Top 10 Genre Short Story Collections of the Decade

This past week the good folk over the The A.V. Club posted a list of their ten best short-story collections of the 00’s. After presumably much deliberation, they chose: George Saunders Pastoralia, Charles Stross’s Toast, John Crowley’s Novelties & Souvenirs, Alice Munro’s Runaway, Kelly Link’s Magic for Beginners, Neil Gaiman’s Fragile Things, Deborah Eisenberg’s Twilight Of The Superheroes, Lore Segal’s Shakespeare’s Kitchen, Joe Hill’s 20th Century Ghosts, and John Updike’s My Father’s Tears And Other Stories.

That got me to thinking. If The A.V. Club named five genre collections amongst their top 20, what would I come up with if attempted to assemble a list of the top ten genre collections of the decade? I got to thinking, then I began looking through lists and making notes. In the end I think I considered three hundred or so collections (as my starting point I used Locus’s annual recommended reading list as an aide de memoire), and then began whittling it down.

My criteria for the list were simple. The collections had to be outstanding on every level. They had to be science fiction, fantasy, or horror. They had to be original collections. I deliberately excluded major career overviews like The Complete Stories of J G Ballard, which are wonderful, but which strike me as different things. And I had to love them. That left me with the list below…

  1. Beluthahatchie and Other Stories, Andy Duncan (2000)
  2. Stories of Your Life and Others, Ted Chiang (2002)
  3. Black Juice, Margo Lanagan (2005)
  4. 20th Century Ghosts, Joe Hill (2005)
  5. Magic for Beginners, Kelly Link (2005)
  6. The Empire of Ice Cream, Jeffrey Ford (2006)
  7. Map of Dreams, M. Rickert (2006)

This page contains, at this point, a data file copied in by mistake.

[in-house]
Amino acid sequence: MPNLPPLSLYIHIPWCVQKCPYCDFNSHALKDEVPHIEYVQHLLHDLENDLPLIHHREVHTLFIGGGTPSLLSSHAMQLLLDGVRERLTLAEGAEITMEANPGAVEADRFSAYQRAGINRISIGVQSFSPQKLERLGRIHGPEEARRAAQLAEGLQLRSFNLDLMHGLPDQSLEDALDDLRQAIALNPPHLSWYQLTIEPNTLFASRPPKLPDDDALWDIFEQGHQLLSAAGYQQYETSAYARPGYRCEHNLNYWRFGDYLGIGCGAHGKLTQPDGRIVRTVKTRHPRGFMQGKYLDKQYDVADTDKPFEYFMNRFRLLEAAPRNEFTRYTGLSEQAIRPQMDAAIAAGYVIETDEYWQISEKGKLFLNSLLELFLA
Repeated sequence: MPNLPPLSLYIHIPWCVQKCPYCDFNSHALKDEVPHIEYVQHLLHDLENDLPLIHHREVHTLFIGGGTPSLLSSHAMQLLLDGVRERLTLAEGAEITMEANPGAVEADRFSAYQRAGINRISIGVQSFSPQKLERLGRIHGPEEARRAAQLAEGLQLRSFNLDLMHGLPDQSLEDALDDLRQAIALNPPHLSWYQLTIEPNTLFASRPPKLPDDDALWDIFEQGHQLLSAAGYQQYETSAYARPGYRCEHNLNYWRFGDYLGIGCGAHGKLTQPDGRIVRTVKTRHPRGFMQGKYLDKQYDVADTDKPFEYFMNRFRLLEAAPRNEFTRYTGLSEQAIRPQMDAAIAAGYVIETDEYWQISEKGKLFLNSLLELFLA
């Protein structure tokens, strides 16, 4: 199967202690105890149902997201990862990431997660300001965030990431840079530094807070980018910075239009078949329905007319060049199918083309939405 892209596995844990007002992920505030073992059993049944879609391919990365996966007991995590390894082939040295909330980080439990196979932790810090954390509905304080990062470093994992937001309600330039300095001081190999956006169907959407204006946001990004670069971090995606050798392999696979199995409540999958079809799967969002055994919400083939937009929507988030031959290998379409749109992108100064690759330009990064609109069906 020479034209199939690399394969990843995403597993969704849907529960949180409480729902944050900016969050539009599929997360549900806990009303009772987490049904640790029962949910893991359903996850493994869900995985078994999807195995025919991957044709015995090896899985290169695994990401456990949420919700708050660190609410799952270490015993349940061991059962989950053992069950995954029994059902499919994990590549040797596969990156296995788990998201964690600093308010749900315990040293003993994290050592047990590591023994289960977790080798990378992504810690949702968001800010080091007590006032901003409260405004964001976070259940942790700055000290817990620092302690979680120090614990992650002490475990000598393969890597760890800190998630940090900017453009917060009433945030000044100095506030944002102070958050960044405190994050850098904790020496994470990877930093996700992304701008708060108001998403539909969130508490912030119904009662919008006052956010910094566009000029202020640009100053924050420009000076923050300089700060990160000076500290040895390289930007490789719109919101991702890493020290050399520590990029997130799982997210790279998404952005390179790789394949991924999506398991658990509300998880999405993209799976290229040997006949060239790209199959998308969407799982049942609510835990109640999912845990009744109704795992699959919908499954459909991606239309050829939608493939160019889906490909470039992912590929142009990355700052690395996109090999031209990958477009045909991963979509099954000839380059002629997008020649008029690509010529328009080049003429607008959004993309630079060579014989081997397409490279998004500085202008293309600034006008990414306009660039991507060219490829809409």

8. Pump Six and Other Stories, Paolo Bacigalupi (2008)
  9. Oceanic, Greg Egan (2009)
  10. Cyberabad Days, Ian McDonald (2009)

Although I could argue over details, and did consider annotations and explanations, I thought I’d leave the list as is.  I’m curious, too, to hear what you think I missed?

36 thoughts on “Top 10 Genre Short Story Collections of the Decade”

  1. Five genre collections, but also Saunders’s PASTORALIA, which I believe includes a few SF and Fantasy stories.

    I don’t have much argument with your list. Certainly, to my mind, the Link and Chiang books are transcendent — there can be no question of their inclusion. I would have also included (from the AV list) Crowley’s Novelties and Souvenirs, which is stunning, but I would be tempted to make it ineligible, as it’s really a mashup of Crowley’s two earlier collections.

  2. Oh, and other worthwhile collections:

    Susannah Clarke’s THE LADIES OF GRACE ADIEU.

    Ursula Le Guin’s THE BIRTHDAY OF THE WORLD (though she still has not matched THE WIND’S TWELVE QUARTERS, which to my mind might be the single best single-author SF collection ever, unless that would be Gene Wolfe’s THE ISLAND OF DOCTOR DEATH AND OTHER STORIES AND OTHER STORIES.)

    And three from 2000: Michael Swanwick’s TALES FROM OLD EARTH, M. John Harrison’s TRAVEL ARRANGEMENTS, and Robert Charles Wilson’s THE PERSEIDS.

  3. Well I have read at least half of that! And have several others in my queue. You think the first half of the decade was a bit light on?